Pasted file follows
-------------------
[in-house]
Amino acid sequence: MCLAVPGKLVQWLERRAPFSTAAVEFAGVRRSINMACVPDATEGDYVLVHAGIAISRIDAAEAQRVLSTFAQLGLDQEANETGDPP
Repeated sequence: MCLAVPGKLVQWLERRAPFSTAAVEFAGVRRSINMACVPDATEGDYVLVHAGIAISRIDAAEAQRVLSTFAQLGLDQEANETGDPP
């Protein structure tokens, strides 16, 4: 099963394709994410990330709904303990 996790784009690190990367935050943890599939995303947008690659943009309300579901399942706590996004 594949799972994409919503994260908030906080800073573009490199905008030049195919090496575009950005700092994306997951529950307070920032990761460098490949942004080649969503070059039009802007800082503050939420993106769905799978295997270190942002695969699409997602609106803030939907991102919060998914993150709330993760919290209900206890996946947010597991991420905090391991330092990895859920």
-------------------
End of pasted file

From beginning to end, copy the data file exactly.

[in-house]
Amino acid sequence: MCLAVPGKLVQWLERRAPFSTAAVEFAGVRRSINMACVPDATEGDYVLVHAGIAISRIDAAEAQRVLSTFAQLGLDQEANETGDPP
Repeated sequence: MCLAVPGKLVQWLERRAPFSTAAVEFAGVRRSINMACVPDATEGDYVLVHAGIAISRIDAAEAQRVLSTFAQLGLDQEANETGDPP
């Protein structure tokens, strides 16, 4: 099963394709994410990330709904303990 996790784009690190990367935050943890599939995303947008690659943009309300579901399942706590996004 594949799972994409919503994260908030906080800073573009490199905008030049195919090496575009950005700092994306997951529950307070920032990761460098490949942004080649969503070059039009802007800082503050939420993106769905799978295997270190942002695969699409997602609106803030939907991102919060998914993150709330993760919290209900206890996946947010597991991420905090391991330092990895859920």